The real mad men: how adverts get off the drawing board

The advertising industry produces some cutting-edge art. Two of the creatives who’ll be at the Offset conference explain how their ideas take shape

At Offset, Dublin's international creative conference, people from the animation, illustration, graphic design, film and comic industries flock to the Bord Gáis Energy Theatre for a weekend of workshops, discussions and lectures. Among the world-class creatives on the roster are two from the advertising world: the Forsman & Bodenfors agency; and Rory Hamilton, from Boys and Girls.

Although the crux of the advertising industry is selling people stuff they probably don’t need, the industry is also a testing ground for creativity and a producer of some cutting-edge art. Bren Byrne, one of the founders and organisers of Offset, says there’s a clear difference between putting an advertising creative on stage at Offset and putting someone on stage who works more autonomously, such as a graphic designer, a street artist or an illustrator. This is because making ads is a collaborative process, with a large team of people putting something together. So, in this environment, how does a television ad get made?

Hamilton, the creative director of the Boys and Girls agency, has worked on campaigns for Kellogg’s, Irish Distillers, Digicel, Nissan and more. “We do everything but PR,” Hamilton says of the agency’s approach. The general stages in making a television ad go from pitch to brief to production to execution and completion.

“Usually a client will contact you through a pitch doctor, who runs pitches, or they contact you directly and say they’re looking for a new agency. Then there’s a pitch process, which most agencies try to avoid.”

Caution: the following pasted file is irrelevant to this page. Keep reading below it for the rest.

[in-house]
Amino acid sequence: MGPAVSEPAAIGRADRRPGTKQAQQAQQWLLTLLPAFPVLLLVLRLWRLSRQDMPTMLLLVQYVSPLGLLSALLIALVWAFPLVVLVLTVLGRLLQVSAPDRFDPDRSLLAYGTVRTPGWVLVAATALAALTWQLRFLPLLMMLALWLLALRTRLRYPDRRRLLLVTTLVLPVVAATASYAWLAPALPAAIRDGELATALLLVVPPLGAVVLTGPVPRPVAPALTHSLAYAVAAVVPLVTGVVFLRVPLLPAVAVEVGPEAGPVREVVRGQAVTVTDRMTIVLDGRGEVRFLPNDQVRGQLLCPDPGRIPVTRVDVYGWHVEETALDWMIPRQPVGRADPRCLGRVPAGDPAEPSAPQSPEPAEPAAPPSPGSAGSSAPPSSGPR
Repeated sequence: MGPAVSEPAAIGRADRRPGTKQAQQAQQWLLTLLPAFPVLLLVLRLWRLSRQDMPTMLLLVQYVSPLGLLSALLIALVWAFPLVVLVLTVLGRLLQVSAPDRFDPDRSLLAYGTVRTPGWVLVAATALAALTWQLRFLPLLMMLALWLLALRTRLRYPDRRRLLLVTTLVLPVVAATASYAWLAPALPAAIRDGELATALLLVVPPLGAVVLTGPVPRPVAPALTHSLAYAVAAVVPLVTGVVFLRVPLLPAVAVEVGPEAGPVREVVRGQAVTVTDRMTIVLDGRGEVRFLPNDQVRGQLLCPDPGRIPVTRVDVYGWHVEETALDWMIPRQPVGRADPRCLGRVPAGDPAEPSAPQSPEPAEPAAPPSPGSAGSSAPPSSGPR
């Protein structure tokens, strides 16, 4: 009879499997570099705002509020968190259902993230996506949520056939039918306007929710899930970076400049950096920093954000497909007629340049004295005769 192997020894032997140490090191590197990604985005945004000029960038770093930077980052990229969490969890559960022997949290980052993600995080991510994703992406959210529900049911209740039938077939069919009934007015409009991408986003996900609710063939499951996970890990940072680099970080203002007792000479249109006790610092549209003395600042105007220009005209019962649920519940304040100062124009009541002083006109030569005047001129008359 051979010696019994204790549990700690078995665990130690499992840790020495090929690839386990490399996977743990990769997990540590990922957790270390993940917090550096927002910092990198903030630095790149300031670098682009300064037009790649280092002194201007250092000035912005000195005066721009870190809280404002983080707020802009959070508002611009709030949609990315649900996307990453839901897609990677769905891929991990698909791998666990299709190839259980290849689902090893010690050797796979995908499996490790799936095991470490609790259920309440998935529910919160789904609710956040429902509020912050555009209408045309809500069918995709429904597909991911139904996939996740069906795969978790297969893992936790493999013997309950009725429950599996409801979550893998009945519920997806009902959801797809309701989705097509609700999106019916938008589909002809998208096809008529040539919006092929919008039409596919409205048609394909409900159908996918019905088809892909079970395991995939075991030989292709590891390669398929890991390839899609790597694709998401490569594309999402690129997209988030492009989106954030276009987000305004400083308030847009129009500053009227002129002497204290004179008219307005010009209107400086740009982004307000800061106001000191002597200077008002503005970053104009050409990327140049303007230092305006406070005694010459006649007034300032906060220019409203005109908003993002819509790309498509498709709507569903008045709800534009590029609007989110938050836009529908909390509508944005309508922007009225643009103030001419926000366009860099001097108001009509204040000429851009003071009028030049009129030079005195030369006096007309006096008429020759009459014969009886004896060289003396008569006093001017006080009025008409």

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The next step is the brief. “If you win the pitch process you start the process of the first campaign, which involves going back to scratch and writing a brief, which the planning department would do, which looks at what the client’s challenges are, what the insight into the consumer is,” Hamilton says. “The brief is written up and, as creative director, I agree the brief with the strategy team, and multiple creative teams go off and work on it.

“Quite often, for a single ad, you’re looking at a campaign that can work into social media, digital, what the window is going to look like in the store, will the shop experience match the campaign? That’s how you evaluate them. Sometimes we go into research, but more often than not you present to the client, and then you enter production.

“That sounds short, but sometimes that process can take six months or a year. Sometimes it’s arduous, but sometimes it’s great. I’ve an ad that took two years from first idea to making it on to screen.”

Coming up with ideas

Rachel Foley is an art director at Irish International; previous clients have included Carlsberg, the Irish Independent and the EBS building society. Foley is "in charge of the visual side of things. I work with the copywriter, and we come up with the ideas together."

In developing ideas, Foley says, “It’s personal to everyone. Different people come up with ideas in different ways. If I’m given a brief I’ll absorb it before sitting down with a copywriter . . . I’d be thinking about films, cultural references. I’d probably write down a few ideas. Usually the first few ideas are absolutely rubbish, but it’s just to get things down.” Working with the copywriter, the concept begins to take shape.

Seeing through the production also presents challenges, depending on what the commercial is going to look like. At Offset, Hamilton will be speaking in particular about an ad for the Three mobile-phone network, a Christmas commercial that saw a father scale a snowy mountain to capture a present for his daughter. He returns home, she opens her present and a cloud emerges, scattering snow on the happy family.

For Hamilton the main issue was global weather patterns. “It was October, and our hands were really tied. There’s no snow in the world in October. We waited as long as we could in the run-up to Christmas and then travelled to the very north of Sweden, a place called Kiruna, inside the Arctic Circle, where there was snow.”